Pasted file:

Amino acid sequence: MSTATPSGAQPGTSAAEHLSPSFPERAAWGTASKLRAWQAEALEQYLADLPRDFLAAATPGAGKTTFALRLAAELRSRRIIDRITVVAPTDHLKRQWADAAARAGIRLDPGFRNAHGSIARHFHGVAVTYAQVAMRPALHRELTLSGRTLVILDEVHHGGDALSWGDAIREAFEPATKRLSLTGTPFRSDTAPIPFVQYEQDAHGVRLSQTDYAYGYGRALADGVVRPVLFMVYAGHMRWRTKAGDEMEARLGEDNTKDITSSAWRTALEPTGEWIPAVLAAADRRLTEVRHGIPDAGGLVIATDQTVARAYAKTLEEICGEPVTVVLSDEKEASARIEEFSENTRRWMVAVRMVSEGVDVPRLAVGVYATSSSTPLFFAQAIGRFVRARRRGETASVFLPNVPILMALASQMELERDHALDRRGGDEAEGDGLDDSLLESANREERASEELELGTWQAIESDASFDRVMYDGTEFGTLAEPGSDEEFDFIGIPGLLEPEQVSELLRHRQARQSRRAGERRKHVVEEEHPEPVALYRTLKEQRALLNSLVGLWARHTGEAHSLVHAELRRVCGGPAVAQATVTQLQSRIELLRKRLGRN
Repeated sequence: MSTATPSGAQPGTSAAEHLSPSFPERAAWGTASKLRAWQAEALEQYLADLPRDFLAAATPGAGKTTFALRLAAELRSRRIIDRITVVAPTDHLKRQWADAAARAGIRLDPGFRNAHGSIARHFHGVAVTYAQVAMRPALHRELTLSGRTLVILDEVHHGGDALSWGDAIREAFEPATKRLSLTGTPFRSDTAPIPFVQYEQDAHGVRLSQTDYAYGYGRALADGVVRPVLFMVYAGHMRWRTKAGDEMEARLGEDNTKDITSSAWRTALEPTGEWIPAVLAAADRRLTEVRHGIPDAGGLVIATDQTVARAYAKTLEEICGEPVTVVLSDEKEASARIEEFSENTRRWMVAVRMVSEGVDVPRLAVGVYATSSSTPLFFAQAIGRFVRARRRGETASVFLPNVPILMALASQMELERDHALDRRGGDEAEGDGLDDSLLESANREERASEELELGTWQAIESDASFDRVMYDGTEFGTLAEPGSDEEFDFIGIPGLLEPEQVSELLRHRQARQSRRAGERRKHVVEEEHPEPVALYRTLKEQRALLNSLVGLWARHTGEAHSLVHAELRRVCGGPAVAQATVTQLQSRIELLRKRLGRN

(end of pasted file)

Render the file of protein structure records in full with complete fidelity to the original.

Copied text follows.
Amino acid sequence: MSTATPSGAQPGTSAAEHLSPSFPERAAWGTASKLRAWQAEALEQYLADLPRDFLAAATPGAGKTTFALRLAAELRSRRIIDRITVVAPTDHLKRQWADAAARAGIRLDPGFRNAHGSIARHFHGVAVTYAQVAMRPALHRELTLSGRTLVILDEVHHGGDALSWGDAIREAFEPATKRLSLTGTPFRSDTAPIPFVQYEQDAHGVRLSQTDYAYGYGRALADGVVRPVLFMVYAGHMRWRTKAGDEMEARLGEDNTKDITSSAWRTALEPTGEWIPAVLAAADRRLTEVRHGIPDAGGLVIATDQTVARAYAKTLEEICGEPVTVVLSDEKEASARIEEFSENTRRWMVAVRMVSEGVDVPRLAVGVYATSSSTPLFFAQAIGRFVRARRRGETASVFLPNVPILMALASQMELERDHALDRRGGDEAEGDGLDDSLLESANREERASEELELGTWQAIESDASFDRVMYDGTEFGTLAEPGSDEEFDFIGIPGLLEPEQVSELLRHRQARQSRRAGERRKHVVEEEHPEPVALYRTLKEQRALLNSLVGLWARHTGEAHSLVHAELRRVCGGPAVAQATVTQLQSRIELLRKRLGRN
Repeated sequence: MSTATPSGAQPGTSAAEHLSPSFPERAAWGTASKLRAWQAEALEQYLADLPRDFLAAATPGAGKTTFALRLAAELRSRRIIDRITVVAPTDHLKRQWADAAARAGIRLDPGFRNAHGSIARHFHGVAVTYAQVAMRPALHRELTLSGRTLVILDEVHHGGDALSWGDAIREAFEPATKRLSLTGTPFRSDTAPIPFVQYEQDAHGVRLSQTDYAYGYGRALADGVVRPVLFMVYAGHMRWRTKAGDEMEARLGEDNTKDITSSAWRTALEPTGEWIPAVLAAADRRLTEVRHGIPDAGGLVIATDQTVARAYAKTLEEICGEPVTVVLSDEKEASARIEEFSENTRRWMVAVRMVSEGVDVPRLAVGVYATSSSTPLFFAQAIGRFVRARRRGETASVFLPNVPILMALASQMELERDHALDRRGGDEAEGDGLDDSLLESANREERASEELELGTWQAIESDASFDRVMYDGTEFGTLAEPGSDEEFDFIGIPGLLEPEQVSELLRHRQARQSRRAGERRKHVVEEEHPEPVALYRTLKEQRALLNSLVGLWARHTGEAHSLVHAELRRVCGGPAVAQATVTQLQSRIELLRKRLGRN